The American Academy of Pediatrics recommends that all mothers and babies have skin-to-skin contact within the first few hours of birth and each day thereafter.

This type of contact is especially beneficial for preterm and low birth weight infants, where it is called kangaroo care. In fact, premature babies who receive kangaroo care show greater weight gain, fewer infections, and improved cognitive and motor development.

Not Restricted to Mothers

close up of palms holding the feet of a baby
The attachment bond can be formed with any caregiver irrespective of the relation. (Image: Fizkes/Shutterstock)

Fathers can do skin-to-skin care, too. In fact, there’s nothing about this theory that says the attachment bond can only be with a mother.

Historically, women have been the primary caregiver for children, so this research is almost always done by examining the attachment bond between mothers and babies. But the bond could be with a father, or a grandmother, or an older sibling.

Lack of Attachment

Unfortunately, not all babies have the opportunity to grow up in stable homes, with a responsive caregiver and lots of touch. To study the consequences of a lack of an attachment figure early in life, the researchers chose some babies who had been living in the orphanage since birth and placed them with foster families in the local community.

These families were given financial support by the researchers to cover the child’s care. The children ranged in age from six months to nearly three years old.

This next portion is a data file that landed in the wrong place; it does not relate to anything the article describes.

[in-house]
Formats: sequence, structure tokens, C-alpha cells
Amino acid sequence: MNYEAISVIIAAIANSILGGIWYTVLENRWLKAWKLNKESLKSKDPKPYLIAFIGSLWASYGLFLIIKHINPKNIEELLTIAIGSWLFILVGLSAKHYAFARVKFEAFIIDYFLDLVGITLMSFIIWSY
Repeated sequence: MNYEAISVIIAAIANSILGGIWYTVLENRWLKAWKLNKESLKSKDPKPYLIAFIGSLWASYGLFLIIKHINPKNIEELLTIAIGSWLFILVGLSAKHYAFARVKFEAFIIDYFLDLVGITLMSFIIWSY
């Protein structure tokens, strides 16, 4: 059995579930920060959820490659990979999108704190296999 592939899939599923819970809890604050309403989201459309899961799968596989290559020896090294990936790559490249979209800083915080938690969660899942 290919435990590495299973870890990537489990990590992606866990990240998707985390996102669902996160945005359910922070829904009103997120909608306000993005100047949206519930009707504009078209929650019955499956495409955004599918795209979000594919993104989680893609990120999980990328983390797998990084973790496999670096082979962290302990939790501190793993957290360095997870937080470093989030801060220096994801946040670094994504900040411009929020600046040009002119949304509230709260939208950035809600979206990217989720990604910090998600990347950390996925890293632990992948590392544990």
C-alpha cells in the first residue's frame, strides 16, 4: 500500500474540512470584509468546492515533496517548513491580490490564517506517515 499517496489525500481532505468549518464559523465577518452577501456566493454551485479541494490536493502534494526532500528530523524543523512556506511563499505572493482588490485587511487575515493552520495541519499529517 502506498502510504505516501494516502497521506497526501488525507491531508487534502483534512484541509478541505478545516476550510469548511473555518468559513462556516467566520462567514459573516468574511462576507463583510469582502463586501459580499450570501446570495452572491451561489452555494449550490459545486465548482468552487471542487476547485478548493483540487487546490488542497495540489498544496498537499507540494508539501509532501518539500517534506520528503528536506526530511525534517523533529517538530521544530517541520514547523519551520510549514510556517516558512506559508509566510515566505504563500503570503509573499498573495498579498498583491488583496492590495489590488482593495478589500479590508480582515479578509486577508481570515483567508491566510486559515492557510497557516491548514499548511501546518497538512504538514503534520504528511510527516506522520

The researchers then measured all of the children’s development over time, those who were living with a foster family as well as those who were still in the institution. They also collected data on the same measures from a set of local children living with their families and who had never lived in an institution.

Benefits of Bonds

Of course, kids growing up in families who love them and care about them is good. So, the kids who had never lived in an institution generally had higher scores on all of the measures, including cognitive function, motor development, language development, and social-emotional functioning.

And within the group of kids who had spent at least some time in an institution, moving into a foster family was clearly beneficial.

Compared to the kids who stayed in the orphanage, those who began living with a family showed improvements in language use, IQ, and the ability to express emotions. They were also able to form secure attachments with their caregivers. And younger kids, those placed with a family before age two, showed the biggest gains.

This study illustrates the fundamental importance of developing an attachment bond with a caregiver early in life who responds to their needs and protects them from harm.

Common Questions about the Significance of Attachment Bonds

Q: What were the findings from Harry Harlow’s study on monkeys?

Harry Harlow’s study found that an attachment does not depend on feeding alone; that physical contact is an essential part of developing an attachment bond.

Q: Can an attachment bond be formed only with a mother?

An attachment bond could be with a father, a grandmother, or an older sibling.

Q: Why is kangaroo care beneficial for preterm babies?

Premature babies who receive kangaroo care show greater weight gain, fewer infections, and improved cognitive and motor development.